MEXICO CITY (Reuters) - Mexico’s industrial output rose more than expected in September, as factories in Latin America’s No. 2 economy gained steam in line with their U.S. counterparts.
Growth in industrial production picked up to a seasonally adjusted 0.9 percent from a 0.8 percent contraction in August, which was the biggest fall in three years, according to revised numbers released by the National Statistics Agency on Monday.
September’s month-over-month number also beat expectations for a 0.22 percent expansion expected in a Reuters poll of analysts and was driven by a 1.6 percent rise in manufacturing. The mining sector notched a fall of 1.55 percent.
But output compared with that of September 2011 rose a lukewarm 2.4 percent, the slowest growth since April 2011. It came in below the 2.95 percent increase expected in the poll and the downwardly revised 3.4 percent expansion in August.
“Industry is probably growing, although at a slightly weak pace,” said David Rees, an emerging markets economist at Capital Economics in London, who cautioned against reading too much doom and gloom into the annual figure.
“Even though it has slowed to about 2.5 percent, that is still pretty good compared to most other countries,” Rees said. “We would expect Mexican industry to keep doing quite well but not so outstandingly.”
The month-to-month expansion was in line with a pickup in the United States, where manufacturing activity rose in September for the first time since May.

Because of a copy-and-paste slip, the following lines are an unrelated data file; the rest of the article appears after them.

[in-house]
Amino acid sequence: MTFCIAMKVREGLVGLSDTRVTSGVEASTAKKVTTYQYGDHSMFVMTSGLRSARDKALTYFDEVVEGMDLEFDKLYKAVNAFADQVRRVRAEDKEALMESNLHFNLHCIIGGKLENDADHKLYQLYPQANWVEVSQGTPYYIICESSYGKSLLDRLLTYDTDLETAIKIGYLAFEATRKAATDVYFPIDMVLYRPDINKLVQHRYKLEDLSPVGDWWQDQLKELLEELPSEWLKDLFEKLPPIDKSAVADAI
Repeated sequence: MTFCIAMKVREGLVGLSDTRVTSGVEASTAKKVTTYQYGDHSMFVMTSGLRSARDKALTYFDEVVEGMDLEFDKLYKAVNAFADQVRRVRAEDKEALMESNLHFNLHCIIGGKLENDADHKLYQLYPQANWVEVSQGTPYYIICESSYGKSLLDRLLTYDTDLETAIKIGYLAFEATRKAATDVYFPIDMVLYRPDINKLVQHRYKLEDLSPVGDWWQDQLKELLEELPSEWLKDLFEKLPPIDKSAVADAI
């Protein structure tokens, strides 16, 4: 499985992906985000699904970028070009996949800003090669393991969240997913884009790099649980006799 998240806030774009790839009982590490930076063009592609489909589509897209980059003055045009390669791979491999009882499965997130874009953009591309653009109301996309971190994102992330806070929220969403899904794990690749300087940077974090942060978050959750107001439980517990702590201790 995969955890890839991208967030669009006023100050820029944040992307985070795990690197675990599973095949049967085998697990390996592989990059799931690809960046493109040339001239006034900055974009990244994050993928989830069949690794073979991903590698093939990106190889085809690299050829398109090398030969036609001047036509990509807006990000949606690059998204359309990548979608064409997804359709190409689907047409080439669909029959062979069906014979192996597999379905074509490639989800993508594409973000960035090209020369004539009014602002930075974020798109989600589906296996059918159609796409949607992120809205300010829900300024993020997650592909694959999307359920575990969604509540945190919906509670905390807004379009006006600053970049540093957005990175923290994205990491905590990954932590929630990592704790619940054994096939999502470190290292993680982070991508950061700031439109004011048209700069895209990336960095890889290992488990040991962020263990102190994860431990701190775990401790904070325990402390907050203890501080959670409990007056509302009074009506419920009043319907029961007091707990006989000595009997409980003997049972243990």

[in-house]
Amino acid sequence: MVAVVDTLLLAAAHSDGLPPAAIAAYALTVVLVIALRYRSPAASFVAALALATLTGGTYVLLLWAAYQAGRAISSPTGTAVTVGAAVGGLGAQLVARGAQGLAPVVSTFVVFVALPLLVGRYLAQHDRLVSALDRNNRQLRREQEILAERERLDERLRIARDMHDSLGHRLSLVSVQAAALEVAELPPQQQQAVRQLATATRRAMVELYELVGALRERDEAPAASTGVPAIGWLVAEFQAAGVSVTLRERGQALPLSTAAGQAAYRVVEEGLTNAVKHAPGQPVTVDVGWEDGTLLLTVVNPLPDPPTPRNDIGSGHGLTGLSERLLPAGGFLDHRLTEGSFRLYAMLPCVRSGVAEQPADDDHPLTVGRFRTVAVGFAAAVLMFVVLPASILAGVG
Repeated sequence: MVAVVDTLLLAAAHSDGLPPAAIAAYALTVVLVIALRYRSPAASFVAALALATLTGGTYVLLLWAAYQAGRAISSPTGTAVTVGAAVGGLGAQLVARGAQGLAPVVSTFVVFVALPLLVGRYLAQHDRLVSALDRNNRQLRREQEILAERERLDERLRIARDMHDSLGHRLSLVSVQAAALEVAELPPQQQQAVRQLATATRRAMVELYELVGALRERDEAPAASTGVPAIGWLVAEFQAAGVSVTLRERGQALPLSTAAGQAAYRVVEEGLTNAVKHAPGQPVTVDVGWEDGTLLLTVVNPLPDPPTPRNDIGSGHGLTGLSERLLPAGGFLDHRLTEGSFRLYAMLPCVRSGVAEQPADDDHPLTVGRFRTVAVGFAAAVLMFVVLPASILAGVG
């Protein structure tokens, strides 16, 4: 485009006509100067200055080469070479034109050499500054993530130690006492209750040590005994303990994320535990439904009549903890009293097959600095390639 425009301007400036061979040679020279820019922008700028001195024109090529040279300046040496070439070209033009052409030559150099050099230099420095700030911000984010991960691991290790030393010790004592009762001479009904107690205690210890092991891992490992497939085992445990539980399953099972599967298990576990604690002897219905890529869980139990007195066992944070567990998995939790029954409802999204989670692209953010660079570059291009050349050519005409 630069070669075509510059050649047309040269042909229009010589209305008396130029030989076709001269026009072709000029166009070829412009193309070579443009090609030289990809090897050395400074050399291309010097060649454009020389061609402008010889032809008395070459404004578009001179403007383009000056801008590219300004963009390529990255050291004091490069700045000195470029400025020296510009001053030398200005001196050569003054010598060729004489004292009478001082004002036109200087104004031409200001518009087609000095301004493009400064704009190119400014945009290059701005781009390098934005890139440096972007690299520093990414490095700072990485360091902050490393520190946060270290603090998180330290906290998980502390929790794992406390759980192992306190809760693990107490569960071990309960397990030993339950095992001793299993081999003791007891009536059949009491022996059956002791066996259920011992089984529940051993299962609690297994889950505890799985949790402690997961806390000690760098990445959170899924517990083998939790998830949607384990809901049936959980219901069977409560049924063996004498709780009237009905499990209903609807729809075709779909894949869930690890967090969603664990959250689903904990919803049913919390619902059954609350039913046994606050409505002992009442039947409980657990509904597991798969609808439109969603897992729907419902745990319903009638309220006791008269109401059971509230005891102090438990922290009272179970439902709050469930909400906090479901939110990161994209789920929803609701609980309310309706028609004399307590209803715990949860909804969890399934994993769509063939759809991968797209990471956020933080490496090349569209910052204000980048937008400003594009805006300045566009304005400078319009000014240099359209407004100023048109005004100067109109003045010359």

U.S. factory activity rose further in October as new orders improved. Economists said increases in Mexican auto production and exports last month should also buoy activity south of the border.
Mexico sends nearly 80 percent of its exports to the United States, and its factories operate nearly in lock step with their counterparts north of the border.
The figures are unlikely to change the central bank’s view of slowing domestic growth coupled with a worrying rise in inflation, which has overshot the central bank’s 4 percent ceiling for the last five months.
Interest rates have been held at 4.5 percent since mid-2009 and although policymakers have said they may increase soon if inflation does not show a sustained downward trend, markets are not pricing in a hike until mid-2014.
In a presentation to an investors’ forum, Banco de Mexico board member Manuel Sanchez said sustained high inflation could lead to a rise in inflation expectations and the erosion of the central bank’s credibility in controlling inflation at around 3 percent, its long-term target.
“A diversion in inflation from the (3 percent) objective for a prolonged period could generate pernicious effects,” Sanchez said, according to a copy of the presentation published on the central bank’s website. “For those reasons, monetary policy must act in a timely way.”
Sanchez also said an inflow of foreign investment had not lead to a sustained rise in the peso which could have slowed exports, a key driver of growth.
Reporting by Alexandra Alper and Krista Hughes; Editing by Grant McCool, Lisa Von Ahn and Bob Burgdorfer